Hootenanny and Penguin Club in Atlantic City

Ellen: You traveled the world performing with the New Christy Minstrels, Eric. This must have been a heady experience for you.

 Eric: It’s almost impossible to define the experience.  It is one you have to live in order to understand.  When dealing with a small musical group like a duo or even a trio, most fans recognize one or two of the members, but when you’re in a group like The New Christy Minstrels, fans generally think of the entire group as a single personality and not a collection of individuals.  The only exception to this in the beginning was of course the creator and the leader of the group himself, Randy Sparks, and perhaps, Barry McGuire, who sang and wrote Green Green.

New Christy Minstrels at Slide Mountain

Ellen: So the whole group was comprised of individuals who were regarded as one entity?

Eric: Yes. When I joined the group in 1965, the entire group was thought of as the stars and we really were treated as such.  Wherever we would go, people came up to us to ask for autographs.  It made me realize what group-life for The Beatles for example, must have been like – in reality, pretty lonely.  We’d usually finish the concert and then be whisked right into a limo and off to the motel or hotel, grab a quick bite, and then off to bed because we’d have a very early flight the following morning.  We pre-boarded our flights and were usually asleep before any of the passengers came on board.  I certainly don’t mean to imply that we didn’t have some really good times on the road, but our main contact was with the audience.

Ellen: And the other members of the group?

Eric: We always had such great confidence in and appreciation for the fellow members of the group.  At the time, we were considered to be one of the most popular groups in the world and even today most people over 60 know who we were.  I eventually left but have always felt honored to have been a member of this group.

Ellen: Eric, what about your career as a theatrical performer? Did you resume that?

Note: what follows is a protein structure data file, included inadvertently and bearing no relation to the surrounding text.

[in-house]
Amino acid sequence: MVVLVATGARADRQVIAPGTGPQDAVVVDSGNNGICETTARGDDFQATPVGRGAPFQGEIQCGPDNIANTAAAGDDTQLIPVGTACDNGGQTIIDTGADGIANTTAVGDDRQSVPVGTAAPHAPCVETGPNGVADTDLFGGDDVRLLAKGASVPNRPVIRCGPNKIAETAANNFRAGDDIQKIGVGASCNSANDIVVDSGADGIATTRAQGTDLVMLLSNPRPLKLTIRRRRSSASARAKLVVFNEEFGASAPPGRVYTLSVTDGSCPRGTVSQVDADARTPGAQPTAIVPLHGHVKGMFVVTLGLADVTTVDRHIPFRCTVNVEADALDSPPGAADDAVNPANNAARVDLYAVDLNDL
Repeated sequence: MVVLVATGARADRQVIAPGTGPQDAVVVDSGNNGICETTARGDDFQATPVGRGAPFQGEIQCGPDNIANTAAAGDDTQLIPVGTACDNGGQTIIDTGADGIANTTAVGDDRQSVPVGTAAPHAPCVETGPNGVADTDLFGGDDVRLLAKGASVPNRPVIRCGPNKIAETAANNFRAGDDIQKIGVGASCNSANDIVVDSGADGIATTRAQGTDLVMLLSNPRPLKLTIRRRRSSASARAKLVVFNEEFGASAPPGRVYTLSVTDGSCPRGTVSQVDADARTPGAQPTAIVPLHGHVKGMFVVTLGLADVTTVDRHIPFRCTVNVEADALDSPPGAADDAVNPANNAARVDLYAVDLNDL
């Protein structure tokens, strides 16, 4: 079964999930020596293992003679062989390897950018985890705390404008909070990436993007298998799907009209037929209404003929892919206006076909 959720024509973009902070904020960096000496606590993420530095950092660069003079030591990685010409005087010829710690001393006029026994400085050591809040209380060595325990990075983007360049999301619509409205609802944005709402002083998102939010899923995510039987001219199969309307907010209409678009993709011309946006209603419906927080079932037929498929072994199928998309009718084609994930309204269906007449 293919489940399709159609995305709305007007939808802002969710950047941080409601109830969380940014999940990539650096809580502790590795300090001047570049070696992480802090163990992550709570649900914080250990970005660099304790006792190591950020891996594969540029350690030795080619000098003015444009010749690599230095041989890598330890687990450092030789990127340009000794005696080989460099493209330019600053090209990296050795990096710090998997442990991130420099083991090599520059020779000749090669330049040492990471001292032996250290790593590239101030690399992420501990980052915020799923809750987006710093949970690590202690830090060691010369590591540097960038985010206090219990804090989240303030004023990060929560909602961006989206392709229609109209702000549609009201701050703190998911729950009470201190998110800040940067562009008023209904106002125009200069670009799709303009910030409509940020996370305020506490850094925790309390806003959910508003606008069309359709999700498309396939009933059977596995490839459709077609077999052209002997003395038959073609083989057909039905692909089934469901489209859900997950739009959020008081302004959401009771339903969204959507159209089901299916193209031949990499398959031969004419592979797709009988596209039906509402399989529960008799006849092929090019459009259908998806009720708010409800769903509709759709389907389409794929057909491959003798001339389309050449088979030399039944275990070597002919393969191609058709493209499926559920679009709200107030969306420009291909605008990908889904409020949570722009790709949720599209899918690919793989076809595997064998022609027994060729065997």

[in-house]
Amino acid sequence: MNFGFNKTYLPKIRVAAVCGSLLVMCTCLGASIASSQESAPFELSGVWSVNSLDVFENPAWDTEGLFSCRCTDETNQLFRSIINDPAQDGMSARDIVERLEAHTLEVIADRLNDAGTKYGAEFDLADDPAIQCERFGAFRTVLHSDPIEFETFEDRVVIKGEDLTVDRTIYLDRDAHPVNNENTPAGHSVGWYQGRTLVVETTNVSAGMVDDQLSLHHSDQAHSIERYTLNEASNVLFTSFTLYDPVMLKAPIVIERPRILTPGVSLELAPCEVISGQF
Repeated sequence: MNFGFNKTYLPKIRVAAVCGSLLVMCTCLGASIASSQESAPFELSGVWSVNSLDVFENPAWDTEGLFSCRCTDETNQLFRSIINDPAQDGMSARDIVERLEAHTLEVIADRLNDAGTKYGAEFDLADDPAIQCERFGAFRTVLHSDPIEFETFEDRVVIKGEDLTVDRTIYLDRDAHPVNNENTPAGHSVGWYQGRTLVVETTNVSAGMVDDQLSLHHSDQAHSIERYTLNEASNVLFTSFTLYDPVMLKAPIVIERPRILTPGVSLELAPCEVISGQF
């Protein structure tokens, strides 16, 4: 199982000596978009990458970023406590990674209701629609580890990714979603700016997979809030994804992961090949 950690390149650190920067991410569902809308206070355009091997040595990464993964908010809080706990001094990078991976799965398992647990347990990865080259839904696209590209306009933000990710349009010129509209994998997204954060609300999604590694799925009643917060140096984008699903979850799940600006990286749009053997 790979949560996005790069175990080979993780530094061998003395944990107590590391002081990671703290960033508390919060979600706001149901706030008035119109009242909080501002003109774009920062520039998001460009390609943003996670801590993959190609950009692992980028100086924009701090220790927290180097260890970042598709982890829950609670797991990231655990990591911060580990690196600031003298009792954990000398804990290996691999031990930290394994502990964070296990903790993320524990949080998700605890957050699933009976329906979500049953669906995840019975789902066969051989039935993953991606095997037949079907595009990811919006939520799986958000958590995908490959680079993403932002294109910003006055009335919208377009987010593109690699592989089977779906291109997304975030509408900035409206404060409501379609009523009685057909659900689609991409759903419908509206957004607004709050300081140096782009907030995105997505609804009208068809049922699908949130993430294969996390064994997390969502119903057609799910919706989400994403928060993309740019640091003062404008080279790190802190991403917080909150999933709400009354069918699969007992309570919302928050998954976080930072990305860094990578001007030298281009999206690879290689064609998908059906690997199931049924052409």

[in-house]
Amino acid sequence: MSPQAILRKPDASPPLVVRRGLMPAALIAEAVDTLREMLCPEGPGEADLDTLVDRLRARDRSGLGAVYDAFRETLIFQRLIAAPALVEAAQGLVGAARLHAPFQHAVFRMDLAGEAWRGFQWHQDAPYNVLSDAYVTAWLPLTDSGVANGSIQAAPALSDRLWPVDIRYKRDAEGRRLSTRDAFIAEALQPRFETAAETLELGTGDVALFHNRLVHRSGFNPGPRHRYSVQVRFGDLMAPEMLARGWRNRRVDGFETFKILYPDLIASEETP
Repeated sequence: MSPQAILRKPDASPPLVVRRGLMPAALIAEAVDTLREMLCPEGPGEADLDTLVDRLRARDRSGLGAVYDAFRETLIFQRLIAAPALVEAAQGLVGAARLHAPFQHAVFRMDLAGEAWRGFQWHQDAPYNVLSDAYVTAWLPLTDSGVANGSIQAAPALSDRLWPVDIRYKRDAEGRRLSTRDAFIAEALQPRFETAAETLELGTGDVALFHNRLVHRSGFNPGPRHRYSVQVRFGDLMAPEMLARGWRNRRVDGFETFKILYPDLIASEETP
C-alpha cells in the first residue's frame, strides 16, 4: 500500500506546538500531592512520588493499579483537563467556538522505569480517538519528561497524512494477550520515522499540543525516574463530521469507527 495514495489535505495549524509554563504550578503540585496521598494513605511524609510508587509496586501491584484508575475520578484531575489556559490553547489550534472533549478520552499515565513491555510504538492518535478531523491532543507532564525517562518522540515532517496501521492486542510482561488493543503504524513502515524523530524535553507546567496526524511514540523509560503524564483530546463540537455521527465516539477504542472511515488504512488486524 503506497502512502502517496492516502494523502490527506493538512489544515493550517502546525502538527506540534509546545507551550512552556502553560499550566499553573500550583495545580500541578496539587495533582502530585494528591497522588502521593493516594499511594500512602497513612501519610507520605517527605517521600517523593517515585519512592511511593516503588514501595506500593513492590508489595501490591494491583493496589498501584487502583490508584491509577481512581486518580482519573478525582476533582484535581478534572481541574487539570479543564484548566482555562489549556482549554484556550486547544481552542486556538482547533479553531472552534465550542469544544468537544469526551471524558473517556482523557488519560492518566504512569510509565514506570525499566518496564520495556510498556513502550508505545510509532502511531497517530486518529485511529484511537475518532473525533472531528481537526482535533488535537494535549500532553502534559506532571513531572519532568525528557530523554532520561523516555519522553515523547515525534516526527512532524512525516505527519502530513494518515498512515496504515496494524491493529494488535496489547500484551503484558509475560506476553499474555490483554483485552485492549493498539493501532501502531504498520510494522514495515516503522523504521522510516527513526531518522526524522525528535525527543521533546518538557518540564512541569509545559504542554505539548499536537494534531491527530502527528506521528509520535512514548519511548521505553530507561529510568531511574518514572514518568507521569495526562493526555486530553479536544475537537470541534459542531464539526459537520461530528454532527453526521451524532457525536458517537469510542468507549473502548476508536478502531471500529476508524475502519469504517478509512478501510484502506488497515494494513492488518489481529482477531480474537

Eric: No.  My entire acting career took place prior to the Christy Minstrels at a community theatre while living in Vineland, New Jersey.  I had two major parts; one in The Man who came to Dinner and I had the lead in Under the Yum Yum Tree.  Who knows what would have happened if I had resumed a theatrical career after I left The New Christy Minstrels.  I’ll always look at that time as just a link in the chain of entertainment.

Ellen: Life is seldom static.  Things change.  We change – a sign of our adaptability.  There came a time when you realized that actually, you preferred being behind the camera.

Eric: You know Ellen, for whatever this means, it would seem that I’ve always had something to hide behind.  I’m not sure what the psychology would be, but even with performing, I’ve always felt more comfortable and secure with either a camera or a guitar in front of me.  Maybe it’s the first line of defense but whatever it is, I just love being behind the camera.  It’s like having the opportunity to recreate something that although there, can be created differently.  I’ve also really preferred to do it all.  By that I mean, I never wanted to be just a camera operator – although I’ve had to do that many times for clients – but I like to be involved in the entire process, from writing, filming, casting, directing, sound, lighting and editing the final product.  I really cut my teeth filming and editing high-end weddings and events where each is a full production – and you really do have to do it all.

Ellen: What is the main thing about filmmaking that attracts you?

Eric: I would say the main thing that attracts me to filming is that you have an opportunity to create a lasting moment in time.  Many times I think of it as being a photographer shooting twenty-four individual photographs every second.  You don’t miss anything.  Years ago when I first started filming with 8mm film, it just took forever before I could see what I had just filmed because it had to be developed.  Today, it’s instant.  If you don’t like what you shot – with the exception of real time events – you can just shoot it over.  That has outcomes that can be good and not so good.  Many people today, who have only worked in the digital realm, just keep shooting because it really doesn’t cost them anything.  To me, that is much like the 100 monkey syndrome – if you put 100 monkeys in front of a computer, one of them is going to actually type a real word.

Ellen: If you had all the choices in the world with regard to what you would presently be doing, what would it be and why?

Eric: I really believe it would be recording moments, whether as stills, movies, or stories.  Life can’t get any better than that as far as I am concerned.  If money wasn’t an object for getting through life, I would still do what I’m doing, except, I’d be able to choose the subjects that I really feel are worthwhile and helpful to people.